Putin’s actions related to Ukraine have driven from public attention in the U.S., Europe and elsewhere most of past concern with President Xi Jinping’s apparent buildup to 1,000 nuclear warheads and Beijing threats to invade Taiwan. North Korean President Kim Jong-un has not drawn the headlines despite his country last month, conducting seven ballistic and cruise missile tests, some of which are banned by United Nation resolutions.

On the other hand, President Biden, tagged previously by both the U.S. media and his Republican opponents as weak and hesitant since his withdrawal from Afghanistan, has stepped up defensive arms delivery to Ukraine, put 8,500 American troops on alert for potential deployment to Eastern Europe and threatened severe economic sanctions to a Russian invasion he claimed was imminent.

As a result, the voices from Moscow have begun to emphasize diplomacy and belittle talk of war.

Asked last Saturday by a Sputnik reporter, “Will there be a war?” Russian Foreign Minister Sergey Lavrov replied, “If it depends on the Russian Federation, there will be no war. We don’t want wars, but we won’t allow anyone to trample on our interests or ignore them, either.”

Then he quickly added, “I cannot say that the talks are over.”

It should be noted that Lavrov in a press conference last Saturday, referred to several military areas, which he described as “providing kernels of rationality on secondary issues.”

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Interestingly, he mentioned the conducting of “military exercises further away from the borders on both sides, [as well as] to agree on a critical safe distance between approaching combat aircraft and ships, as well as a number of other confidence-building, deconflicting and de-escalation measures.”

As if in response, later on that same day, Pentagon Press Secretary John Kirby, in an interview with Greta Van Susteren, suggested that “if the Russians would reciprocate” the U.S. would consider “for instance, scaling back, maybe the size and scope of some of our exercises on the continent, but it would require reciprocity from the Russians…we’re not closing the door on talks. The State Department has been clear, there’s still room for that, but we’ll have to see where it goes.”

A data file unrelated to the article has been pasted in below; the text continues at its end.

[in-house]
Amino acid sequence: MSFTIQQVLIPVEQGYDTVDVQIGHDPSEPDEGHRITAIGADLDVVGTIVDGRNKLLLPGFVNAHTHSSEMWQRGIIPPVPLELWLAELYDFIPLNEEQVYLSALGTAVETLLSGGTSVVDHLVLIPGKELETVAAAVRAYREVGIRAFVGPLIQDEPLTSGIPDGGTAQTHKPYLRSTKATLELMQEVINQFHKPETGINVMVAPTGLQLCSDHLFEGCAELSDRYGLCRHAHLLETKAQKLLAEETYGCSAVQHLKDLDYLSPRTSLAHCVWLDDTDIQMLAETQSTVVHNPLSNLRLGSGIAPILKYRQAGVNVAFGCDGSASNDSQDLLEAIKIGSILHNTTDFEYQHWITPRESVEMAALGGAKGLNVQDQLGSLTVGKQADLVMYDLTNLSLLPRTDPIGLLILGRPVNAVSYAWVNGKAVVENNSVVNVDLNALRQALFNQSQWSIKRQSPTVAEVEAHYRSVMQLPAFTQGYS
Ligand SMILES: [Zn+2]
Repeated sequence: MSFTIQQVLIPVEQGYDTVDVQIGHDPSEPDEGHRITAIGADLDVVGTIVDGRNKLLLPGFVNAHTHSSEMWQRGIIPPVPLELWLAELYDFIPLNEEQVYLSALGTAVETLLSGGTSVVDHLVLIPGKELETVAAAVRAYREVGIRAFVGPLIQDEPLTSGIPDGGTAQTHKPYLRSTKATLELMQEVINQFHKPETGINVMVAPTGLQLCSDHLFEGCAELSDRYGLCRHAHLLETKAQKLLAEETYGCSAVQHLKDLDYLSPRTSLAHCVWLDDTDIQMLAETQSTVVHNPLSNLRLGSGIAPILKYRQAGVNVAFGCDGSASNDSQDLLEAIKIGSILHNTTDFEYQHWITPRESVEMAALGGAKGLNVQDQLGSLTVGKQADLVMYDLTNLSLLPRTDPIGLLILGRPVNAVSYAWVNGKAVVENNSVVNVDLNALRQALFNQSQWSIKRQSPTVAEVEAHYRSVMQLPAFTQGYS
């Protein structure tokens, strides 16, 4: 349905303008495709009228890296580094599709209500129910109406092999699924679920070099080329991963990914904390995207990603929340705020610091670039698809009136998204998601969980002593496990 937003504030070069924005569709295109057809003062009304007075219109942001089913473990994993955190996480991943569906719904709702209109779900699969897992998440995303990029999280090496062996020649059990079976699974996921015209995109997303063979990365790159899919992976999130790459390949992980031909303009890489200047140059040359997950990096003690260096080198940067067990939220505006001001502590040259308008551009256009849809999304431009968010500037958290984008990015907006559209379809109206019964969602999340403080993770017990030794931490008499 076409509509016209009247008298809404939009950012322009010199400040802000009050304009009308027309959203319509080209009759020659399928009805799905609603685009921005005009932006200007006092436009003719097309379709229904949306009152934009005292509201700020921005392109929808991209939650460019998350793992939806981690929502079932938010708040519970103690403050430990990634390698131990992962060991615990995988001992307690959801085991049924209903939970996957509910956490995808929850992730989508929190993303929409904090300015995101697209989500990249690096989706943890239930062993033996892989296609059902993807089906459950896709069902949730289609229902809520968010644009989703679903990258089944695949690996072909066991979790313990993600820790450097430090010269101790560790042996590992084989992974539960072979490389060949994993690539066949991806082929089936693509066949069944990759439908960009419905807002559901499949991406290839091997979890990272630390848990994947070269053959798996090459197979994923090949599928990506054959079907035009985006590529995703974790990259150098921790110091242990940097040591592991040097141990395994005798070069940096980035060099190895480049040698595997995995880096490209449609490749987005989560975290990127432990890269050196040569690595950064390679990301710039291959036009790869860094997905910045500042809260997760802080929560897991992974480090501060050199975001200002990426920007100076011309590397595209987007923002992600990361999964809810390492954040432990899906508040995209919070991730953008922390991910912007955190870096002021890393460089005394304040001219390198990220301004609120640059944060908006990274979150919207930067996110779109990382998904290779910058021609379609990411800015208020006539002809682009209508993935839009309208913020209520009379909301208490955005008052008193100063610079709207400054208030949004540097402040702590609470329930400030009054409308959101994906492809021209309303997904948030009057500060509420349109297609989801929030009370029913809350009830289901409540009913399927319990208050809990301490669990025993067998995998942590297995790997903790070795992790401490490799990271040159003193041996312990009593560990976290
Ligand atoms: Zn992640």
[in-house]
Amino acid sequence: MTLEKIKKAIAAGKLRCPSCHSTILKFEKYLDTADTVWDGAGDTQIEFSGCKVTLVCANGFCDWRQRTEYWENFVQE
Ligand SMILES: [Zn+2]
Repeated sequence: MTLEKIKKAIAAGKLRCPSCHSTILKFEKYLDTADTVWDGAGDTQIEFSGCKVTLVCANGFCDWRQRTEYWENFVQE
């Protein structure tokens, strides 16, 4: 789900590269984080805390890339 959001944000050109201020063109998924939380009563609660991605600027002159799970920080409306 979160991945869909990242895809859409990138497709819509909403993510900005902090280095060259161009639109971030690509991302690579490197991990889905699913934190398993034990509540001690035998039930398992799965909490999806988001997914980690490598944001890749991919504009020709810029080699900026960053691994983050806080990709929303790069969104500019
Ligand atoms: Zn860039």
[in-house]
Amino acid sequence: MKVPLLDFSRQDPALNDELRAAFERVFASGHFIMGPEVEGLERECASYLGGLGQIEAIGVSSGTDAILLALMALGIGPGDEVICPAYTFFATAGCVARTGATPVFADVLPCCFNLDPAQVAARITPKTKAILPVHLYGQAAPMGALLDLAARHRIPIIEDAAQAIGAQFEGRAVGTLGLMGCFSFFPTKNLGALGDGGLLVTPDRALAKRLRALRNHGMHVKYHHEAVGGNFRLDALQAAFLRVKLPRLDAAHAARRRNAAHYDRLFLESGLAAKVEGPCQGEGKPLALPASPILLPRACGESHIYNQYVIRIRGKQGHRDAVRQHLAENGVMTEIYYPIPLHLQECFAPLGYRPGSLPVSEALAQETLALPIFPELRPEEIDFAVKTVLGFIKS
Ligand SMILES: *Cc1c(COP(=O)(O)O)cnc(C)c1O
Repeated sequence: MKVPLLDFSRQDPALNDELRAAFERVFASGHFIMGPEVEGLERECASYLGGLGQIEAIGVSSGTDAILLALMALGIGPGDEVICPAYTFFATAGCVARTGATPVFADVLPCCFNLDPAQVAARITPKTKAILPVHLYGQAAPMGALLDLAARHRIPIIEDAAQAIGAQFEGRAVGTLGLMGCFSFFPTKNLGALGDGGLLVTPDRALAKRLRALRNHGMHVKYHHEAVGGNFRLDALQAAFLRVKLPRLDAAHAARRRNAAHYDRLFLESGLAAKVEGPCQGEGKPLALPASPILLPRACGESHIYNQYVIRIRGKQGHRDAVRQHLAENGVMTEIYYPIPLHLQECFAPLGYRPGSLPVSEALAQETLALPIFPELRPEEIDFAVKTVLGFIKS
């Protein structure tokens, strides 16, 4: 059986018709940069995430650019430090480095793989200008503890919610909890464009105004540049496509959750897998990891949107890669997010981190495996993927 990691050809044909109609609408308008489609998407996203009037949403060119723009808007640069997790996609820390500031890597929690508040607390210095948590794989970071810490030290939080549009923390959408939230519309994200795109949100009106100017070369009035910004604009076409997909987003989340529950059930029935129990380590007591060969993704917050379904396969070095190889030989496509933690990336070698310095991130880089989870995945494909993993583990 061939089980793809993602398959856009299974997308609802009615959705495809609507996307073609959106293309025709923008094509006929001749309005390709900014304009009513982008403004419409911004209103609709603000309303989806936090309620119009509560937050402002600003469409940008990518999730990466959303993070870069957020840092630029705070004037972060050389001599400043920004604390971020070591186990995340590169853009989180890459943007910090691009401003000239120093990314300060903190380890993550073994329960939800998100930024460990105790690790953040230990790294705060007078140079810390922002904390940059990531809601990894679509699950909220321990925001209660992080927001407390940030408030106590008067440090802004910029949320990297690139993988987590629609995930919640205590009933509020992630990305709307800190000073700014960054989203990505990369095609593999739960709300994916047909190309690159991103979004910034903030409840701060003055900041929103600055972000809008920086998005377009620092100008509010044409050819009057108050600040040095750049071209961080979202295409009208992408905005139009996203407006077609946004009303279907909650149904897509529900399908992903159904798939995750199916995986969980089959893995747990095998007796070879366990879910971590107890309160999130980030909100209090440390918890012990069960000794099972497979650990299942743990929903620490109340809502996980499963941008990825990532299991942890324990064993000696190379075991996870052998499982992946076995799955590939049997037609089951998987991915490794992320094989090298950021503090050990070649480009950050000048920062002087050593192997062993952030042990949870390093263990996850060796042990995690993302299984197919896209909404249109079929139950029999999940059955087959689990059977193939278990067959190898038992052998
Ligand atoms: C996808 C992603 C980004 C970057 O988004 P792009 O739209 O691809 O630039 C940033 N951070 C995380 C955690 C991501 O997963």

One specific weapons issue that Putin has mentioned in the past clearly bothers him still.

During a December 21 meeting with his Defense Military Board, he called “alarming” what he described as “elements of the U.S. global defense system…deployed near Russia.” In particular, he mentioned the “Mk 41 {Mark 41] launchers, which are located in Romania and are to be deployed in Poland.” He said those Mk 41s, “are adopted for launching the Tomahawk strike missiles” and if they were deployed to Ukraine, “their flight time to Moscow will be only 7-10 minutes, or even five minutes for hypersonic systems.”

What Putin was talking about was U.S. Aegis Ashore Missile Defense System Romania which is located at Deveselu, Romania. This is a land-based missile defense facility designed to detect, track, engage, and destroy ballistic missiles in flight outside the atmosphere. It consists of an AN/SPY-1 radar, the Mark 41 Vertical Launching System, and Standard Missile-3 interceptors. The collective elements are intended to serve as a midcourse defense against any future attack by Iranian medium and intermediate-range missiles.

The first site is operational in Romania and a second site, at Redzikowo, Poland, is expected to be completed by the end of this year.

The Mark 41 launching system, that has drawn Putin’s attention, is built by Lockheed Martin and, as he said, can be used to launch a variety of missiles including the Tomahawk, as Putin claimed.

Back in 2007, when then-President George W. Bush first announced plans for installing the Aegis Ashore system in Eastern Europe to protect against the threat of Iranian missiles, then U.S. Defense Secretary Robert Gates attempted to overcome earlier Russian objections by offering Moscow a chance to share data from the early warning radar and even conduct joint exercises.

Russia turned that offer down then and Putin remains concerned about the launchers now.

At his famous four-hour press conference back on December 23, he said, “We remember, as I have mentioned many times before and as you know very well, how you promised us in the 1990s that [NATO] would not move an inch to the East. You cheated us shamelessly: there have been five waves of NATO expansion, and now the weapons systems I mentioned have been deployed in Romania and deployment has recently begun in Poland. This is what we are talking about, can you not see?”

Last Thursday, Lavrov at a press conference, picked up Putin’s words when he described “the main issue” as, “the continued NATO enlargement towards the east and the deployment of strike weapons that can pose a threat to the territory of the Russian Federation, which we consider unacceptable.”

How those issues can be settled remains to be seen, but invading Ukraine seems hardly an answer.